His theory mostly based on the atheism of Feurbach, the evolutionist theory of Darwin and the dialectics of Hegel, Karl Marx, in his own words, stood the Hegelian man who stands on his head, upright on his feet. (To this, an Egyptian Muslim thinker responds: ‘Is man really a being who ‘walks’ on his head’?) According to Marx—in all his views whether philosophical or historical, sociological or economic—man is a being ‘walking on his feet’, that is, whose mind is directed, commanded by his ‘feet’.

Marx maintains that man is an outcome of the legal relationships between himself and the tools of production that he must originally have found present in nature and then developed in the course of history. What we call ‘human thought’ is the reflection in his mind of the relations between himself and his material, economic life and the tools of production he uses. For this reason, the only true knowledge is, according to Marx, that which will come out in human mind when the legal relationships between man and the tools of production are established in a communist system according to the principles of communism. We can rightfully conclude from this argument that all the Marxist theories are substantially false because Marx himself conceived them all in a capitalistic system. Again, to Marx, all the human life or history on the earth consists of the conflicts between individuals, classes and peoples for economic reasons. This conflict, which is inevitable, after passing through the primitive feudal and capitalistic stages, is certain to result in communism. For this reason, all these stages are not to be criticized.

As to historicism (Karl R. Popper, The Poverty of Historicism, London 1976), which was once quite widespread, because sociological laws vary according to time and place, we cannot find a long, stable period in human history by which we can come to long term general rules. History never repeats itself at the same level. We cannot make true predictions about ‘tomorrow’ since the relationships between events are very complex. This is truly so, but, in historicism, activity has a great importance, although what we conceive of is impossible to realize unless they are in conformity with the main course of history. This main course, however, depends on certain blind and irresistible laws. So, only when man acts in accordance with these independent laws and the urgent, inevitable changes they impose, has he acted reasonably. What falls to man, then, is to give a hand to the changes or attempts that he is expected to accept because it is completely unreasonable to desire to give a better shape to the world.

How can modern Western philosophies of history be criticized?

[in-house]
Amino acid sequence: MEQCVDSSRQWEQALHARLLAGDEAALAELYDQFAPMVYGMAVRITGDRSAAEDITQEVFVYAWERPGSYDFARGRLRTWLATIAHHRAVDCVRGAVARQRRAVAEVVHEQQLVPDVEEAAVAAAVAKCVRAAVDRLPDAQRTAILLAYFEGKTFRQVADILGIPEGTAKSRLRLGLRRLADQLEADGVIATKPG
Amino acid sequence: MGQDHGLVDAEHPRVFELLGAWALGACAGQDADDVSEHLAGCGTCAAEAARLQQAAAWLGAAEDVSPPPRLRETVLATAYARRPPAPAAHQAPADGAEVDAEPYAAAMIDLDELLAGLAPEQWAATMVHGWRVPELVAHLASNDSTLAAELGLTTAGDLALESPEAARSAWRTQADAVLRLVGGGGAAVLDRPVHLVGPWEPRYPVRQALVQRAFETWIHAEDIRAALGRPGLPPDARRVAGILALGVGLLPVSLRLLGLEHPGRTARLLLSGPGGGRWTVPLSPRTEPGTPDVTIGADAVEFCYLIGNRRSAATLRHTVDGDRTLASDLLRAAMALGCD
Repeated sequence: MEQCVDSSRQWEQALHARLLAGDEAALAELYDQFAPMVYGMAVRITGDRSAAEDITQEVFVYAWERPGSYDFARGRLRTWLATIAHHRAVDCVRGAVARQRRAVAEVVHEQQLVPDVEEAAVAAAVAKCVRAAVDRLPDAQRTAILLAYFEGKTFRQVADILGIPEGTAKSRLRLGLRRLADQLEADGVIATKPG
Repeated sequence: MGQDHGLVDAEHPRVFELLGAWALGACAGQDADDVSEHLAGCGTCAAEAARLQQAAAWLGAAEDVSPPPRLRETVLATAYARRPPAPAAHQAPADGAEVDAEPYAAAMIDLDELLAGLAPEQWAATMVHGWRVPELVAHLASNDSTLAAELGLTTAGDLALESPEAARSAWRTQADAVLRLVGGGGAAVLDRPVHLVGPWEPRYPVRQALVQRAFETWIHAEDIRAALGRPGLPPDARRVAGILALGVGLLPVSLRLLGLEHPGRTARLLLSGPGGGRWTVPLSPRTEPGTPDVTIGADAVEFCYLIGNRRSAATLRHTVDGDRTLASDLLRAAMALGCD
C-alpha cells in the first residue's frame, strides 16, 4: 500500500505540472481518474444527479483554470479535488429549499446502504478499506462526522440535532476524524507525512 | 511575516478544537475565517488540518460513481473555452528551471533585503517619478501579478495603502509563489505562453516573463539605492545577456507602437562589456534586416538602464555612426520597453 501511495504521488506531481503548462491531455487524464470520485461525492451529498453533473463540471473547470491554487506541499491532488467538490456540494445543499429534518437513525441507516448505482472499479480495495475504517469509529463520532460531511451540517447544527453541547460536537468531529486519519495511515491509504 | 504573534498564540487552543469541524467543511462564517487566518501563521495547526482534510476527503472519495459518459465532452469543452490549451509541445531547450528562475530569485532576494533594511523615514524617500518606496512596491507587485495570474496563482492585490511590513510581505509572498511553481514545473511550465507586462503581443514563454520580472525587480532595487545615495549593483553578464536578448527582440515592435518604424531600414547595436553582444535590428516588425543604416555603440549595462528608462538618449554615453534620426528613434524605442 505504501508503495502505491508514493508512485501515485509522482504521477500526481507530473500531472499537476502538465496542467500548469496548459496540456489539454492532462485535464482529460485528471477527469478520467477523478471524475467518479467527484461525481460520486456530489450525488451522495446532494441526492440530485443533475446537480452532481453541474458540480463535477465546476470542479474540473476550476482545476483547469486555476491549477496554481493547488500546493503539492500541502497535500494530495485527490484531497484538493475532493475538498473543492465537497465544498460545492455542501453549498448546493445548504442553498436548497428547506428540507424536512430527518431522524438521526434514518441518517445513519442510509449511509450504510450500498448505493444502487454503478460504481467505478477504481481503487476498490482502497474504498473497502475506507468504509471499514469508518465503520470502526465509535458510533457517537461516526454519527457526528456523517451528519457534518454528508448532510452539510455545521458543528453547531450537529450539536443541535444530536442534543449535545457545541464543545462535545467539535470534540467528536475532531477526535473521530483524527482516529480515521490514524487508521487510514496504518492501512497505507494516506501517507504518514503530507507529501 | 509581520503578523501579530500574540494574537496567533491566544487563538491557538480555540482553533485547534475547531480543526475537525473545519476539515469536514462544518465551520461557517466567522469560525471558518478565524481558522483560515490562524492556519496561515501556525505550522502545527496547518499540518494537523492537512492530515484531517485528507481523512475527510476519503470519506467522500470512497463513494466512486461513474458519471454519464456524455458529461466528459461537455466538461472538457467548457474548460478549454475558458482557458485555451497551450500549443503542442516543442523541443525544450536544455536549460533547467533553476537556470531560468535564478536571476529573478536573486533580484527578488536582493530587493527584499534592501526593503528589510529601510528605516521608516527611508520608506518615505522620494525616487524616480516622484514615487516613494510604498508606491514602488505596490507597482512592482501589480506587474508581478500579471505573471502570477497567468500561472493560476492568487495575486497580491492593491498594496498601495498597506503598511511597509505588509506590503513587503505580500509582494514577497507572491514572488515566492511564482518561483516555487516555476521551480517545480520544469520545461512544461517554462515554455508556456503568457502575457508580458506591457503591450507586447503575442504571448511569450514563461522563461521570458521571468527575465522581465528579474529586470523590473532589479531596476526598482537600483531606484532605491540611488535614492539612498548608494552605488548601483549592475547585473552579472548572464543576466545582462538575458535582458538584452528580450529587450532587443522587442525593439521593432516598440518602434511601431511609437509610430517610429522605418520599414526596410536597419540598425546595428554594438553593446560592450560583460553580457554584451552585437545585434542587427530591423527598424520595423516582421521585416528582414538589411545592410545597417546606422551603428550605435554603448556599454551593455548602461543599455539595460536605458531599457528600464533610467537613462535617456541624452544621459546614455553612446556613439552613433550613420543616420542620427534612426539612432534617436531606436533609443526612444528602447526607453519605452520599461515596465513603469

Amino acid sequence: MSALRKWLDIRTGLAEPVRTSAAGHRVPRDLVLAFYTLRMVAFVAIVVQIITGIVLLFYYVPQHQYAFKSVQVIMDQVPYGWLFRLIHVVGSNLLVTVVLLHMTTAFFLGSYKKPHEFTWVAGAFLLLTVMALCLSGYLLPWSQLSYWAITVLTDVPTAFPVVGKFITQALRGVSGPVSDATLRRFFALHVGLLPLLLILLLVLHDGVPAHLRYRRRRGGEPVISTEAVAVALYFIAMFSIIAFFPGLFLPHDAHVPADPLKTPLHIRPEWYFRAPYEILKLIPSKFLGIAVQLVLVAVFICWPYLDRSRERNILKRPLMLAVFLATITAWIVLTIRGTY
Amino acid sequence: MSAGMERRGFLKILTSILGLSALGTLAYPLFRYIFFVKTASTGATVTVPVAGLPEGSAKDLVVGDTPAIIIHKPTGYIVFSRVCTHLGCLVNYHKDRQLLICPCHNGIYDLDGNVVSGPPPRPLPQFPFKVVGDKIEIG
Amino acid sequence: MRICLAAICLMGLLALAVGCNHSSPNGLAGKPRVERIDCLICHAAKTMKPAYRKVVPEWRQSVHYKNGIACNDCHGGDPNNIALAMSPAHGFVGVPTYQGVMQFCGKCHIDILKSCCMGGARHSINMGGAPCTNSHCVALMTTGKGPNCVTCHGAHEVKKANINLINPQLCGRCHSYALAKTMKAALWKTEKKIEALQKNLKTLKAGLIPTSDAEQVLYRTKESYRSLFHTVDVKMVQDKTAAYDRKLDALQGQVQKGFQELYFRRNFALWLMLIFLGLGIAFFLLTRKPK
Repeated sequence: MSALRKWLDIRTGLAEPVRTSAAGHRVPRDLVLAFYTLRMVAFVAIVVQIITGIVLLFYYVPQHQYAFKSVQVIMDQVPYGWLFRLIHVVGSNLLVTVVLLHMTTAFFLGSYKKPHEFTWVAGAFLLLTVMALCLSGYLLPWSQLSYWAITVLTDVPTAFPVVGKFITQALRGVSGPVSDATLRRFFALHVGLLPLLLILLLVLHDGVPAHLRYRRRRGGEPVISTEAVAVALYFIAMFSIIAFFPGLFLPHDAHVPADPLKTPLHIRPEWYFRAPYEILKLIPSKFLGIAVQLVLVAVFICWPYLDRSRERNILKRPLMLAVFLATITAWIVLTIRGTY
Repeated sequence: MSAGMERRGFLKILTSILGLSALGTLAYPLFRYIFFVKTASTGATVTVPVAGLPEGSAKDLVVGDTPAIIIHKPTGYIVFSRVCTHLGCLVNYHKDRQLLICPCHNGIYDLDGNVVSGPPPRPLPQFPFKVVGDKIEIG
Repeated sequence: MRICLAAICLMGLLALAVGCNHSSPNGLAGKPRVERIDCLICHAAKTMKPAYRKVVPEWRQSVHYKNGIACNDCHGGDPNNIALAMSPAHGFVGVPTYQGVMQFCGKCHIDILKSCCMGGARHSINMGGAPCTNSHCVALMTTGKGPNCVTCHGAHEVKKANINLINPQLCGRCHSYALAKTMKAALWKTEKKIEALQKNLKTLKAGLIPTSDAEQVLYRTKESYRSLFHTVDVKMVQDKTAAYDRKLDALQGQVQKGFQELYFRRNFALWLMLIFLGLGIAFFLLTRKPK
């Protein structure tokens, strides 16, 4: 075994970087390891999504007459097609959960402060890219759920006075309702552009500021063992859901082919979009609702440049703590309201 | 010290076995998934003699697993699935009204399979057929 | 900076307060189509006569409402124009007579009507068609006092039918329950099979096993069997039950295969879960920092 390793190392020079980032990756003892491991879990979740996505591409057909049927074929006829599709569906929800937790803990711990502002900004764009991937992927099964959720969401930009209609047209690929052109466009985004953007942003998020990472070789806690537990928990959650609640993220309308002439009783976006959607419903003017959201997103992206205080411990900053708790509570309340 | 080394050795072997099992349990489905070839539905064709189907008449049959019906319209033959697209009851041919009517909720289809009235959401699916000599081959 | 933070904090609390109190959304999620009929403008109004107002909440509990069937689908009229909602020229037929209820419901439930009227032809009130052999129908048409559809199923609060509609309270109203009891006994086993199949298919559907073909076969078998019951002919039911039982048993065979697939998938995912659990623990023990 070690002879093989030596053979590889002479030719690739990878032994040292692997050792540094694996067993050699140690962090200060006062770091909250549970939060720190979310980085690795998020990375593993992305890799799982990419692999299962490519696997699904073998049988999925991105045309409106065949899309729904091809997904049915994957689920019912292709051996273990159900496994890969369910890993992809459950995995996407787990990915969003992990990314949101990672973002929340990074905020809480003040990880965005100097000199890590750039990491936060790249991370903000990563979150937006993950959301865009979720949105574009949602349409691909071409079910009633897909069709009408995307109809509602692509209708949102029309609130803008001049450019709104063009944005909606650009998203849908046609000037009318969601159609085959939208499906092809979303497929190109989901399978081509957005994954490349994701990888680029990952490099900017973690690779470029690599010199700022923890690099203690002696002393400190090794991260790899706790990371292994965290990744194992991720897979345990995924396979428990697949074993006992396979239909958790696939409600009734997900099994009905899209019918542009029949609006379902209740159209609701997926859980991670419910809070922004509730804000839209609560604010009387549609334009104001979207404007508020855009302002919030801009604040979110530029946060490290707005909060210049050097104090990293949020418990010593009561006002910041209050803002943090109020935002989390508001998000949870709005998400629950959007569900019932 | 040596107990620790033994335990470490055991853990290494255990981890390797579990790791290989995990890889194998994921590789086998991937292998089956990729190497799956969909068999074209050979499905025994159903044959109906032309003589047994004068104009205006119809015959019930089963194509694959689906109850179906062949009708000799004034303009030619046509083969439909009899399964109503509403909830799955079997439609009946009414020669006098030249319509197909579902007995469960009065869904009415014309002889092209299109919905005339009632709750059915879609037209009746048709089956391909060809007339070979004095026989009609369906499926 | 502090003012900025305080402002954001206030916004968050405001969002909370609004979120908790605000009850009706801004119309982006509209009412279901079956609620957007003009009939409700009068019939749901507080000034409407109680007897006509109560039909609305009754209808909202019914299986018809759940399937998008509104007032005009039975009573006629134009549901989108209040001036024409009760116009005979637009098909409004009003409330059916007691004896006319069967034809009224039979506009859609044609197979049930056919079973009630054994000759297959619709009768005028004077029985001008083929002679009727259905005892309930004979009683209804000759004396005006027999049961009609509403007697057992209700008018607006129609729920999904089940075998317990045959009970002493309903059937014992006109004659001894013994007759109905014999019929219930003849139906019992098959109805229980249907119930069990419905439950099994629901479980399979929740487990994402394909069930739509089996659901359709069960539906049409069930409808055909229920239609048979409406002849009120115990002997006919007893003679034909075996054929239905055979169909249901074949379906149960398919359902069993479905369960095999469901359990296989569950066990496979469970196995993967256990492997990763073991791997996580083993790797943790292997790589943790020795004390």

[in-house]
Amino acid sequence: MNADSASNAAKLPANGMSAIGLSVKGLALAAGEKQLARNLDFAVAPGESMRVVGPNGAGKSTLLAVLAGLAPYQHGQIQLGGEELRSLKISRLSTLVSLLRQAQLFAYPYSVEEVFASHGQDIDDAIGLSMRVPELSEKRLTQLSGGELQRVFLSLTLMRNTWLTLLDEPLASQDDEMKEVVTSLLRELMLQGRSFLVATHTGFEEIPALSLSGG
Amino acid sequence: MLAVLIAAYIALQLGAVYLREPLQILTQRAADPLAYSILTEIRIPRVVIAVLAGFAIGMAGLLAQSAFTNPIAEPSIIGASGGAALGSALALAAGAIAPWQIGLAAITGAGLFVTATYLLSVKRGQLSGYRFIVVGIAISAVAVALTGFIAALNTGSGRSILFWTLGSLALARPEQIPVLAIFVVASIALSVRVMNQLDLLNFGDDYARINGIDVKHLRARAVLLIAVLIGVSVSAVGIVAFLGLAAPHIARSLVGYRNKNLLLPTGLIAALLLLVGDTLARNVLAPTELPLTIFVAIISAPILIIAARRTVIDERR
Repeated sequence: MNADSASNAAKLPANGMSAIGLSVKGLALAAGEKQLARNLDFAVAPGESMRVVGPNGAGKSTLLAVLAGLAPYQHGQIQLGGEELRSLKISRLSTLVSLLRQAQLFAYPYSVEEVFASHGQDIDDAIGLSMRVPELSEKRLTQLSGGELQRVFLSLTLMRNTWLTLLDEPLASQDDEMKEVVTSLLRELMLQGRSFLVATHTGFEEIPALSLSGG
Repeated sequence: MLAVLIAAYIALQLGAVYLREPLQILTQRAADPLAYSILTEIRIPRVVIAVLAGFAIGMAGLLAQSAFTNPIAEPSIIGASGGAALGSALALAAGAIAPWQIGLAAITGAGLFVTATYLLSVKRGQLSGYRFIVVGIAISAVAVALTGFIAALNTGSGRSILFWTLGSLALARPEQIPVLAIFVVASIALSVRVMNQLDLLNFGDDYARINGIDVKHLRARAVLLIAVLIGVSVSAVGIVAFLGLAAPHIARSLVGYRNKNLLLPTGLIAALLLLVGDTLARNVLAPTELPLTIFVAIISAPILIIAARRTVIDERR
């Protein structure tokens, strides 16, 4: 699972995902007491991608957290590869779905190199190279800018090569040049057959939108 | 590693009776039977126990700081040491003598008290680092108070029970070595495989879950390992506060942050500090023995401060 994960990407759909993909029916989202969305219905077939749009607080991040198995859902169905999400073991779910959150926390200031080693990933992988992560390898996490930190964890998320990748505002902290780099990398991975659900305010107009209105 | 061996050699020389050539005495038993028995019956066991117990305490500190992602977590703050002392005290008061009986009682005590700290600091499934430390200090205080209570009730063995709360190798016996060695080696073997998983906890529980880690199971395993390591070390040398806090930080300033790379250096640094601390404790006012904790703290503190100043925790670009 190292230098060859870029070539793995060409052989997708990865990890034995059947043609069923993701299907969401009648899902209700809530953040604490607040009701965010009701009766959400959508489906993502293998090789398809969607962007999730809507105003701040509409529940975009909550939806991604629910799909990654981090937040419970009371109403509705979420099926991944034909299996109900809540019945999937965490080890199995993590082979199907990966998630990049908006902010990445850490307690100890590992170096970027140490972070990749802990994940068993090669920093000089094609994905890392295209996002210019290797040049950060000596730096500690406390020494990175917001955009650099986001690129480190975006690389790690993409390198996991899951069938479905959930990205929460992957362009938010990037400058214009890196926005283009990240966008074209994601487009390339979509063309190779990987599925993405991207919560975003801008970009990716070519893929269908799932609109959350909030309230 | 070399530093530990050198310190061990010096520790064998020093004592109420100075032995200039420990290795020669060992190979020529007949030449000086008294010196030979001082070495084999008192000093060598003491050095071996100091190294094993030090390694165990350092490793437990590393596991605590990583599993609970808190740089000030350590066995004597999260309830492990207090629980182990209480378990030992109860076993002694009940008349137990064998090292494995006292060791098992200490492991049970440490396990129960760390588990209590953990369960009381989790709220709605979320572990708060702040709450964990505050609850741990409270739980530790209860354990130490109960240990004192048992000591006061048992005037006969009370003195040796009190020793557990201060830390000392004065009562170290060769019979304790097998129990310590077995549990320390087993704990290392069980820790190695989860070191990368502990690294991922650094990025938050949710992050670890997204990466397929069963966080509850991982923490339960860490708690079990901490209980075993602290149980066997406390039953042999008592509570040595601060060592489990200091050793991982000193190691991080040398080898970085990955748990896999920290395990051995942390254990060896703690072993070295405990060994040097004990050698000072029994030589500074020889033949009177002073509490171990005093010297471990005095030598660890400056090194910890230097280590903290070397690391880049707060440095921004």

To sum up, we can list the outlines of the philosophies of history summarized above, as follows:

• Mankind are in a continuous progress towards the final happy end.

• This progress depends on the fatalistic, irresistible laws of history which are completely independent of man, so a man must, in any case, obey these laws, otherwise he is certain to be eliminated.

• All the stages, primitive, feudal or capitalistic, through which mankind inevitably pass in the course of time to the final happy end should not be criticized, because mankind have nothing to do other than pass through them.

• What is implied concerning the political conditions of time by all such philosophies of history may be this: The present socio-economic and even the political conditions of the world are inevitable, because they were dictated by nature, which decrees that only the able and the powerful can survive. If the laws of history dictated by nature are in favor of the West, the communities that choose to survive must concede to the dominion of the West.

Is it at all possible to approve this while we clearly see that any age contains ‘ages’—while some people are living in the age of electronics in some parts of the world, some others are suffering the conditions of the middle, or even primitive, ages, which is equally true also for individuals—and history, rather than moving forward along a straight line, advances by cycles, and that man is the being who, much more than a play-thing of some laws of only nominal, not external, existence, makes history by enjoying free choice. Also, it is not morally, even scientifically and historically, possible to approve the injustices, no matter when and under what circumstances they are committed. Further, we have a right to ask those who side with such philosophies of history whether they can concede to the spread of Islam at the expense of Christianity, and why they would prefer to try their hardest and resort to every kind of means to maintain their dominion, rather than leave everything to the fatalistic laws of history?